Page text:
Boundaries can protect the best in us from the worst
Doctors treat human beings, but there are times when it can seem a little less accepted that doctors are human beings—with human needs and weaknesses, human passions and frailties.
Professionalism, that complex set of virtues and dispositions, of skills and attributes that form the core of good medical practice, is nonetheless said to depend upon the integrity of boundaries, and at times those boundaries demand that doctors set to one side their ordinary human feelings or interests.
Why then are boundaries important? Given that we are living in such a democratic age, given the levelling of social distinctions and the trumpeting of the respect owed to the autonomous choices of adults, why should they continue to matter?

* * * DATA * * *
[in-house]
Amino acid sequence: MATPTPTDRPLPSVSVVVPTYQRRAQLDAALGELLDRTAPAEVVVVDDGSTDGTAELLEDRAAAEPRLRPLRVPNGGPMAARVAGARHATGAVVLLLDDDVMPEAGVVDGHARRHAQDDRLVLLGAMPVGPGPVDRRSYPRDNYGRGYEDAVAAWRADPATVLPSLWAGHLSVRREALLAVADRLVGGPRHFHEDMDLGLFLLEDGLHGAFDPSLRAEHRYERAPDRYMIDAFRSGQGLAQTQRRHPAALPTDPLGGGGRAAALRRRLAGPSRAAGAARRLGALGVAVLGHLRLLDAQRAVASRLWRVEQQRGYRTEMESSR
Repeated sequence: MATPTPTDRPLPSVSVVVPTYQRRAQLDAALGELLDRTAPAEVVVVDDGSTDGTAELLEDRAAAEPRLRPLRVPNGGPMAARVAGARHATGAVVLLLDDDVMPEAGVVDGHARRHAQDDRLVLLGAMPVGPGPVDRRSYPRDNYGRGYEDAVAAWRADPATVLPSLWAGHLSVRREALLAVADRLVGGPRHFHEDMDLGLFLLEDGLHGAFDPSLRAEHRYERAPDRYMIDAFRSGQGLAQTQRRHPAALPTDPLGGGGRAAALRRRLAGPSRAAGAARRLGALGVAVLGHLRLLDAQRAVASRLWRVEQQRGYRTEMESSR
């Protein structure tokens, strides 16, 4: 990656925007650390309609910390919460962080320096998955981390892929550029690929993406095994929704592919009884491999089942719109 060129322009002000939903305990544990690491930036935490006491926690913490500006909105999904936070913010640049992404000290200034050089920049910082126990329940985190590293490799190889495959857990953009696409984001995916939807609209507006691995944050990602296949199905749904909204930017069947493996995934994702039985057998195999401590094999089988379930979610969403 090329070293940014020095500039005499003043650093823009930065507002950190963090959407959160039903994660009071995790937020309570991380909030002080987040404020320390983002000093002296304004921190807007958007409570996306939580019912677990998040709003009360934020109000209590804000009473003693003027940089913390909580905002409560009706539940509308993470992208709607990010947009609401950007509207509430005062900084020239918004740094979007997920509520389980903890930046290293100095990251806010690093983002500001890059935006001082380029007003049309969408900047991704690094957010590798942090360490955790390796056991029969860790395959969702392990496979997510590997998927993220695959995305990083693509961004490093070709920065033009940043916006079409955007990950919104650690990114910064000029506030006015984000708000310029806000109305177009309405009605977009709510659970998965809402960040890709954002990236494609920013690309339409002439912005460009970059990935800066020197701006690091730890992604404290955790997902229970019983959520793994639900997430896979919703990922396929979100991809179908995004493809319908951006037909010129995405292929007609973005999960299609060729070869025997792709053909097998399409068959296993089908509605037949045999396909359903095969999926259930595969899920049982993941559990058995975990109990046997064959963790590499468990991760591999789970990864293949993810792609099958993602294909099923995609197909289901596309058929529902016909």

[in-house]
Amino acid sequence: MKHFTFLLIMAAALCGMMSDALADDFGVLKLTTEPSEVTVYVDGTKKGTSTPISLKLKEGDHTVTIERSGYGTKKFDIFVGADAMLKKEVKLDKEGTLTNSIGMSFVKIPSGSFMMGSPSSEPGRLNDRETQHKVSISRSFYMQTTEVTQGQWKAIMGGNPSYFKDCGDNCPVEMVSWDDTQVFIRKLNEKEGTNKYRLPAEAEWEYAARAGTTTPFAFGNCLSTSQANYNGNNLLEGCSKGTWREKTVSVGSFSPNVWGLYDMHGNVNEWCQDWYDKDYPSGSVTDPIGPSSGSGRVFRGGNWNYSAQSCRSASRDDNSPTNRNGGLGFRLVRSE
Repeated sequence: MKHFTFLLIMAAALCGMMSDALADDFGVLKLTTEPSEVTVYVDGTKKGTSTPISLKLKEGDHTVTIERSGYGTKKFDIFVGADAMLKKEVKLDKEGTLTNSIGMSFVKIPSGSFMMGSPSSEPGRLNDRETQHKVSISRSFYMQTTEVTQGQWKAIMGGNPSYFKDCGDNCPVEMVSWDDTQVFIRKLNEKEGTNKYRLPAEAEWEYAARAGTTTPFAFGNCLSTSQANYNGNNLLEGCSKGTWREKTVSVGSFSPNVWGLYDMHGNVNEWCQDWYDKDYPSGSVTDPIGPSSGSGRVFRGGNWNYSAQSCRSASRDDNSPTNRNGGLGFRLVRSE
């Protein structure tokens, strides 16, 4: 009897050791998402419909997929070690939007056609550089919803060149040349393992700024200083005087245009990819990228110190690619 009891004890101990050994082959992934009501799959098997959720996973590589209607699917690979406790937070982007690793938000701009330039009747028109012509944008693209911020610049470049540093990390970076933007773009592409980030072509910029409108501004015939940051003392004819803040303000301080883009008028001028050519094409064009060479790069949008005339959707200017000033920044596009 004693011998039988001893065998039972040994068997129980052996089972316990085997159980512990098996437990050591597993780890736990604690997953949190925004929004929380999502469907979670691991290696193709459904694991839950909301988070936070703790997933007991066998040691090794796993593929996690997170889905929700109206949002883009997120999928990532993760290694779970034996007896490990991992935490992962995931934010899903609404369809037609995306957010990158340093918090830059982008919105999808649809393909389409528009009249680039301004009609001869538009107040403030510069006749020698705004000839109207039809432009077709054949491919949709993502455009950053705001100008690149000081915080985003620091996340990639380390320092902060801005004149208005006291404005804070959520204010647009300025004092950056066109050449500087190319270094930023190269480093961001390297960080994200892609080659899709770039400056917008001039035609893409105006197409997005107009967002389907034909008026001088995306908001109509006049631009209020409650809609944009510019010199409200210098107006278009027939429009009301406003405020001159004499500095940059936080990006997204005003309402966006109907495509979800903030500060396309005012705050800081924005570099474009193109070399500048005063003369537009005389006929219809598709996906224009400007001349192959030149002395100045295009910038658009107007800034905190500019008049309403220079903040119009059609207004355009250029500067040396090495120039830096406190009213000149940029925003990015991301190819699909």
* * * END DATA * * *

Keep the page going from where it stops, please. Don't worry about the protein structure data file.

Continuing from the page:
To begin with, consider the question of intimate relationships between doctors and patients. The General Medical Council, in its 2006 guidance Maintaining Boundaries, draws a number of distinctions regarding intimate relationships.1 With current